London, February 29, 2016/ Independent Balkan News Agency
By Thanasis Gavos
The publication of the latest migration data by the British Office for National Statistics (ONS) have come at a time when the public discussion over EU immigrants in the UK is heating up again ahead of the ‘Brexit’ referendum on 23 June.
Over the year to September 2015, 617,000 people moved to the UK and 294,000 emigrated to another country. The net international migration of 323,000 was up by 31,000 from the previous 12-month period.
As far as the EU citizens’ arrivals to the country are concerned, there was an estimated net migration of 172,000. In absolute numbers the immigration of EU citizens was 257,000, just 11,000 more than the previous year.
Whilst this was not statistically significant, there was a statistically significant increase in immigration of citizens from Romania and Bulgaria, to 55,000 in the year to September 2015 (up by 15,000 on a yearly basis). EU2 citizens, as Romanian and Bulgarians are described for migration statistics purposes by the ONS, now account for 21% of total EU immigration, compared with 16% in the year to September 2014.
Of all Romanian and Bulgarian citizens who came to the UK over 12-month period to September 2015, 45,000 (87%) came for work-related reasons, a statistically significant increase of 18,000 from the previous year. Around two-thirds (28,000) arrived with a definite job to go to, a statistically significant increase of 17,000 from the previous year.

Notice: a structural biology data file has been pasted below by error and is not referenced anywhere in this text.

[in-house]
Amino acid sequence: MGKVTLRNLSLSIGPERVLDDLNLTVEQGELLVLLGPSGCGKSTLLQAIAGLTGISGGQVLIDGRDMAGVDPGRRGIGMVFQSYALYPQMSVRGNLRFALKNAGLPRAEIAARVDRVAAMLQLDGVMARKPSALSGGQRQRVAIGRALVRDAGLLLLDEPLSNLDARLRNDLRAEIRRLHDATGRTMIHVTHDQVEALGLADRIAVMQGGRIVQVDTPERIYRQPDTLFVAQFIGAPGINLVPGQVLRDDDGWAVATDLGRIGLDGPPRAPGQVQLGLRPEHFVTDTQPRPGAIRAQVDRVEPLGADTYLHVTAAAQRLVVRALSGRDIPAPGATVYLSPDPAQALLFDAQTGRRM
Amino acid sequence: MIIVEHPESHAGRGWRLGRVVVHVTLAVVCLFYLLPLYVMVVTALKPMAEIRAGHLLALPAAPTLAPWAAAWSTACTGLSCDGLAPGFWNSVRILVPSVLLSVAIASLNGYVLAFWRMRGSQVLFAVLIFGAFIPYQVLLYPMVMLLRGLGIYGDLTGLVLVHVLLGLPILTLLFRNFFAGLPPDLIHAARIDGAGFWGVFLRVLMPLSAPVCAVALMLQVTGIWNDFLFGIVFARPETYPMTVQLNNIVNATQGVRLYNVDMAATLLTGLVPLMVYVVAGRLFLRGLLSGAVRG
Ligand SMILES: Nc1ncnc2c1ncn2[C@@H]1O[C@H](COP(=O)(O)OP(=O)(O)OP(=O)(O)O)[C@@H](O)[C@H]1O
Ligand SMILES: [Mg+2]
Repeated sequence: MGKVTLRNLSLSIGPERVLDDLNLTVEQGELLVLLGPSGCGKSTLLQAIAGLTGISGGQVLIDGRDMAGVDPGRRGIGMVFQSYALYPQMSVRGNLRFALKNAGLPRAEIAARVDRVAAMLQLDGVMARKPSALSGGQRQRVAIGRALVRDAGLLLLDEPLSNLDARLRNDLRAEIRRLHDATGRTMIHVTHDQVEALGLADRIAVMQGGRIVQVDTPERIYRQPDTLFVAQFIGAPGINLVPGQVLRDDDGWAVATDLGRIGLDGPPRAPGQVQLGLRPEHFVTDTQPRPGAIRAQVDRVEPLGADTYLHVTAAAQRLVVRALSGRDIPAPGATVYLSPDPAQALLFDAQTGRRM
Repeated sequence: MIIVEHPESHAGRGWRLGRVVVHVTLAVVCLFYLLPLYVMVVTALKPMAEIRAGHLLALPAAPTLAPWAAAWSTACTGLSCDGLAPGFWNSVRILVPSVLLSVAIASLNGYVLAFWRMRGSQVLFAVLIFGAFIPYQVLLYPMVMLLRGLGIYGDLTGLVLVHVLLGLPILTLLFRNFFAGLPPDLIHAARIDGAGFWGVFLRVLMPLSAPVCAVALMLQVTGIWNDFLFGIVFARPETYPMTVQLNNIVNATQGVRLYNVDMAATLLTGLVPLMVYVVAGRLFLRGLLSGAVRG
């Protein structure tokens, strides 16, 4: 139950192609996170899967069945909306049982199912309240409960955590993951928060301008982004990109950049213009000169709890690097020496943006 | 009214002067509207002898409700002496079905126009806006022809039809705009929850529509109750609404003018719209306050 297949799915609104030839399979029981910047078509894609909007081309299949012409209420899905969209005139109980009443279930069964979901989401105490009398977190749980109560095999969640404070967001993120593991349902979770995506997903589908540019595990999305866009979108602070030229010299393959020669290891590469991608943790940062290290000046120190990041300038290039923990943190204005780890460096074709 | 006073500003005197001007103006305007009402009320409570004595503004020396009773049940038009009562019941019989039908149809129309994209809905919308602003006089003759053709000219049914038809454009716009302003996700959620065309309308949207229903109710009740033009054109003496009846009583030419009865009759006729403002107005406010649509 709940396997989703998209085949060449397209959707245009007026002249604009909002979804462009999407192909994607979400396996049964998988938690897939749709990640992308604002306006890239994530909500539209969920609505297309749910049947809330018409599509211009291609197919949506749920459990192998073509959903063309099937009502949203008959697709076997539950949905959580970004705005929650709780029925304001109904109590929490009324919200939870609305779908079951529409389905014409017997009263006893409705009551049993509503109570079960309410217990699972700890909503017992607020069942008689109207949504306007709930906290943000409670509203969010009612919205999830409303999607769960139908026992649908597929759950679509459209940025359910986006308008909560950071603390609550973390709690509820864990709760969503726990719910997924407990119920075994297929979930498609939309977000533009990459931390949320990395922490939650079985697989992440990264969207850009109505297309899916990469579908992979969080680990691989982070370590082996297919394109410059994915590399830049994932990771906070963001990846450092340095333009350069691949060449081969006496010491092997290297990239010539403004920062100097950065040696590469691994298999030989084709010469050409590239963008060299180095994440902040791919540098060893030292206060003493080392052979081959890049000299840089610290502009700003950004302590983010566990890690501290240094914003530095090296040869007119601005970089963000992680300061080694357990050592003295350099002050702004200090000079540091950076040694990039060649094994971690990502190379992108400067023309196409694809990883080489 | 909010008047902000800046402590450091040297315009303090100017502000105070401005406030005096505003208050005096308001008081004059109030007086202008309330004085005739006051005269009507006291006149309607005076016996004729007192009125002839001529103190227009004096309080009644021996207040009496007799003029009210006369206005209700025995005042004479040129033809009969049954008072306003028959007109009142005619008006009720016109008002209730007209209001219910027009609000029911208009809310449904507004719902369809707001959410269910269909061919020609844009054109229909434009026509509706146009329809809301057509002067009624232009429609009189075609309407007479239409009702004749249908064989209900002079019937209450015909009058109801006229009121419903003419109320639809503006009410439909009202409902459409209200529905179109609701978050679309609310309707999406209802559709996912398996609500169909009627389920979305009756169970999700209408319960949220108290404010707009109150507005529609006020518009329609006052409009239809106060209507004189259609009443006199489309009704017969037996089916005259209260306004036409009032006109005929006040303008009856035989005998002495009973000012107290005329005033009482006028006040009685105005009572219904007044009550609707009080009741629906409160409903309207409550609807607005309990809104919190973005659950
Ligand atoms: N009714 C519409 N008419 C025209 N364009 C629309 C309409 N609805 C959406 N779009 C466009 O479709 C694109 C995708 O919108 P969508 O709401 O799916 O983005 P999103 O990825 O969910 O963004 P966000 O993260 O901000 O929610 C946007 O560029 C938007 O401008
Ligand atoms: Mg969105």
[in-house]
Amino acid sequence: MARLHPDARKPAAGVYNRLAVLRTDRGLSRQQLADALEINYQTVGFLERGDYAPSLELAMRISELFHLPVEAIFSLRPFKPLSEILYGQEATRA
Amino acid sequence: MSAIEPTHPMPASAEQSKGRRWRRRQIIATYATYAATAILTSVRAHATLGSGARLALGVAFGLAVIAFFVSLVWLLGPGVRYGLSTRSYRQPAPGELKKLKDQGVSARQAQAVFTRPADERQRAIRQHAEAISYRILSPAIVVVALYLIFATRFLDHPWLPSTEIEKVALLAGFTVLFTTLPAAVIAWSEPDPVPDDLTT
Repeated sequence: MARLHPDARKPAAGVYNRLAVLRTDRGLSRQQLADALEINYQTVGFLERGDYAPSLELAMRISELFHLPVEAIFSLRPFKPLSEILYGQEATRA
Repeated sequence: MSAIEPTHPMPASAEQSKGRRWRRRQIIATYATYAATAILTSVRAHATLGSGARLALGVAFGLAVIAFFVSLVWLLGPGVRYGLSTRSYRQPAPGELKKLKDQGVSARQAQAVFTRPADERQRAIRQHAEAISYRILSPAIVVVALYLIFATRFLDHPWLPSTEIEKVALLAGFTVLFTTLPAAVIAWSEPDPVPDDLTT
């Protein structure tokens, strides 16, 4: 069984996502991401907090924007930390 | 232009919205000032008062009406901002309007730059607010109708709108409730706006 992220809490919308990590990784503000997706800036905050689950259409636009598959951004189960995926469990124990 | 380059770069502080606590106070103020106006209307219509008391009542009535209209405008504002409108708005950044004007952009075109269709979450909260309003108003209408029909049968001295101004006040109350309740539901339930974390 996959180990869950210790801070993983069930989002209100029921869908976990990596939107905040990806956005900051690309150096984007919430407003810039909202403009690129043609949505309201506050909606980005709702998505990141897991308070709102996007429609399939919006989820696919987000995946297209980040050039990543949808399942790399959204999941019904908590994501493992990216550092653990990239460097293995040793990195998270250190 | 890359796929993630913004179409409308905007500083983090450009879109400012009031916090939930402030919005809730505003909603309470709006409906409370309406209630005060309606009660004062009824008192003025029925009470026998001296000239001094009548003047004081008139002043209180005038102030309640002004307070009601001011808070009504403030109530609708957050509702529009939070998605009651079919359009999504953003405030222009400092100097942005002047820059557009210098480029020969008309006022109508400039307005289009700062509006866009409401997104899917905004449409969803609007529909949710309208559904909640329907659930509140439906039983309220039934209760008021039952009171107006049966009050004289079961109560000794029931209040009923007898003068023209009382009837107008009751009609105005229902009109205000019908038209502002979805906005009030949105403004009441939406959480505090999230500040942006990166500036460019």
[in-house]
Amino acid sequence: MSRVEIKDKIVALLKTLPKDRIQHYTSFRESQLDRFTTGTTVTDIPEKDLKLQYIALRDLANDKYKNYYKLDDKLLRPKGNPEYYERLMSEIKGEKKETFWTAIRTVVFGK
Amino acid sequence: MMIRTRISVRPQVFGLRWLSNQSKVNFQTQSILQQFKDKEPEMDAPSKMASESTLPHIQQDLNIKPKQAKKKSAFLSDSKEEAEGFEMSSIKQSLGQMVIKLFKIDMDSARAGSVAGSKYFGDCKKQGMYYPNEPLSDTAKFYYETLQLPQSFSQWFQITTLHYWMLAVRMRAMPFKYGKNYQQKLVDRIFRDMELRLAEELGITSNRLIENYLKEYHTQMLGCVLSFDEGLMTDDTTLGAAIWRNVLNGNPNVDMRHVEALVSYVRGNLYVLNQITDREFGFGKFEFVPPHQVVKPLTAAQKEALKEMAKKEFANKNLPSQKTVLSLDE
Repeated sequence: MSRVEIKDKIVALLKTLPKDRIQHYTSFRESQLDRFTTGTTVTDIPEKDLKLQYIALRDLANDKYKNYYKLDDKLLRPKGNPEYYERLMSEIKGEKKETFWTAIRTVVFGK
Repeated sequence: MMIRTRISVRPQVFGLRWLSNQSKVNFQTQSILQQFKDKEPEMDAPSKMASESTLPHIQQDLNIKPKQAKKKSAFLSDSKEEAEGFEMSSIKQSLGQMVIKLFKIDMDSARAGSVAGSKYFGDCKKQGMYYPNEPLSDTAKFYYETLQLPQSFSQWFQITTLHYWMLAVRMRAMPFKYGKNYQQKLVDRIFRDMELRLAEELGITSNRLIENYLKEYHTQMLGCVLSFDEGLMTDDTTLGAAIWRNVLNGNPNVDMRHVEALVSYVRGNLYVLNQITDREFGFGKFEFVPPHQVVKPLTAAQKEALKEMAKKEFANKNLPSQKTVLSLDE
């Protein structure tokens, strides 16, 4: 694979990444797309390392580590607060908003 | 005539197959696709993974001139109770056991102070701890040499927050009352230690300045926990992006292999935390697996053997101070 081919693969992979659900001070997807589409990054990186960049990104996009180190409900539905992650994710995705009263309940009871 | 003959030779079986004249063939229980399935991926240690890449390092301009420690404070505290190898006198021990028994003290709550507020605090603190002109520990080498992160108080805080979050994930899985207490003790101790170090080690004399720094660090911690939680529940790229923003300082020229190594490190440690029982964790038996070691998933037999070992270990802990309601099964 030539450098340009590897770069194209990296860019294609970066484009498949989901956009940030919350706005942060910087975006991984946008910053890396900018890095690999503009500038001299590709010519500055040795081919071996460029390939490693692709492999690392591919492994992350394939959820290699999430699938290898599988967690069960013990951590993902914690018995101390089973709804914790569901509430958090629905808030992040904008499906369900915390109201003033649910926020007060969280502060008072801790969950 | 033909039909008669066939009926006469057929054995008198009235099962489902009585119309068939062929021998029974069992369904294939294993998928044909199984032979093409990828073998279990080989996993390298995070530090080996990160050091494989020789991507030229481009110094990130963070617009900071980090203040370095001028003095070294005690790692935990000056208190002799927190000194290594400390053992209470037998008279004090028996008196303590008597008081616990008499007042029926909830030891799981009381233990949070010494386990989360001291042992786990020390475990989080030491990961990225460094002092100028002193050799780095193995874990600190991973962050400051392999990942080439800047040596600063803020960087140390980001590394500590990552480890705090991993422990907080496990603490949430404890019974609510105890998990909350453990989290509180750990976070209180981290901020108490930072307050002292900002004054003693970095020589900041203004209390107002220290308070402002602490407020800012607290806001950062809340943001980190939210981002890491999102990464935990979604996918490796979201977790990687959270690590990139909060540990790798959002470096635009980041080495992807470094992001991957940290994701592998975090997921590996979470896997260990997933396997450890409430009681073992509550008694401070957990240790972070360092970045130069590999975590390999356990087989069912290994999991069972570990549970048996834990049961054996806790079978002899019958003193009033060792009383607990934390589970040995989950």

Bulgaria and Romania joined the EU on 1 January 2007. Migrants coming to the UK from these countries were initially subject to transitional employment restrictions, which placed limits on the kind of employment they could undertake. These restrictions ended on 1 January 2014.
The data also cover the rolling 12 month totals for National Insurance Number (NINo) registrations to adult overseas nationals, an indication of one’s intention to stay and work (or receive benefits as some eurosceptics have already argued) in the UK. For the year to December 2015, 209,000 EU2 nationals registered for such a number, an increase of 22,000 (12%) on the previous year. Romanian citizens were allocated 170,000 and Bulgarian citizens 39,000.
It should be noted that these figures also include short-term migrants and that the figures are based on recorded registration date, and so are not a direct measure of when a person migrated to the UK. Over a third of Romanian and Bulgarian nationals registering for a NINo in the year from January 2014 had reported that they were already in the UK before transitional controls were lifted on 1 January 2014.